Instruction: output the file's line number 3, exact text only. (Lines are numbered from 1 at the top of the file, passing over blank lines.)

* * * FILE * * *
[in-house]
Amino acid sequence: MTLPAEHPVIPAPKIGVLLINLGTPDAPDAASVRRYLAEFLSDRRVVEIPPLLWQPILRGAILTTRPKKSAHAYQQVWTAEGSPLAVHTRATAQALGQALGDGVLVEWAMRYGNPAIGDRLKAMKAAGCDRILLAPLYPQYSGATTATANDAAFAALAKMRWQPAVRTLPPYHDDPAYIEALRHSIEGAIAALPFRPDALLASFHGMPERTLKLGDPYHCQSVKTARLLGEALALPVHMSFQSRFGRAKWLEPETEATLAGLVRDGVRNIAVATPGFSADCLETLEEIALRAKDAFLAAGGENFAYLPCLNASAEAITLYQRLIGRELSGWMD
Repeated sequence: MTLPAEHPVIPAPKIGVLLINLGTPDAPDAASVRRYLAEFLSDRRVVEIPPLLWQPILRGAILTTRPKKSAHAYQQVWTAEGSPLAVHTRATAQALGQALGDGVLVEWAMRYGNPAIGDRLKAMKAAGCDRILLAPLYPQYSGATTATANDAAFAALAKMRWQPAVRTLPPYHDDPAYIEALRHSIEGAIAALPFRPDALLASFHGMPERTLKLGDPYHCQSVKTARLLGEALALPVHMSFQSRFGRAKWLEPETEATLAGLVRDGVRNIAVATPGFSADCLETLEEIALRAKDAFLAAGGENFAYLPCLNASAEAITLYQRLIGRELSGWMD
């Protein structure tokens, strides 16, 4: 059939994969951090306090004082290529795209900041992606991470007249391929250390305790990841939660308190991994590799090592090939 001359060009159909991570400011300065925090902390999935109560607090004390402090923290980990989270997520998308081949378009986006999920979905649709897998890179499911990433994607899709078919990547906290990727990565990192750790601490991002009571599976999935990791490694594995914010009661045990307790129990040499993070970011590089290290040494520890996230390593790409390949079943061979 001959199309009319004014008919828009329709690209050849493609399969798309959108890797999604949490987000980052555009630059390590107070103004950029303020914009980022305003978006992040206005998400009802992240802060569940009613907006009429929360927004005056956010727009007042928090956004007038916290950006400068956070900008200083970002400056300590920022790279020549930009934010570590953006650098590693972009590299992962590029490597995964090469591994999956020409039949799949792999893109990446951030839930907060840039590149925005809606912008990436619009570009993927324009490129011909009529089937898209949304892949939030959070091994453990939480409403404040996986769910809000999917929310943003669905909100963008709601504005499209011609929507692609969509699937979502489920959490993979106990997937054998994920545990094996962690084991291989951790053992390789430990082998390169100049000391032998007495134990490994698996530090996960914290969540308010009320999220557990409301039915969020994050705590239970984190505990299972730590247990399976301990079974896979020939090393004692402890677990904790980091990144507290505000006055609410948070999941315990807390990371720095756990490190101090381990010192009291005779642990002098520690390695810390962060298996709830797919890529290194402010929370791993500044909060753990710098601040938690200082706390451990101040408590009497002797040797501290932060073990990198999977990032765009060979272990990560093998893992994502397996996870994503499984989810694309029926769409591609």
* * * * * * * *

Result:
Repeated sequence: MTLPAEHPVIPAPKIGVLLINLGTPDAPDAASVRRYLAEFLSDRRVVEIPPLLWQPILRGAILTTRPKKSAHAYQQVWTAEGSPLAVHTRATAQALGQALGDGVLVEWAMRYGNPAIGDRLKAMKAAGCDRILLAPLYPQYSGATTATANDAAFAALAKMRWQPAVRTLPPYHDDPAYIEALRHSIEGAIAALPFRPDALLASFHGMPERTLKLGDPYHCQSVKTARLLGEALALPVHMSFQSRFGRAKWLEPETEATLAGLVRDGVRNIAVATPGFSADCLETLEEIALRAKDAFLAAGGENFAYLPCLNASAEAITLYQRLIGRELSGWMD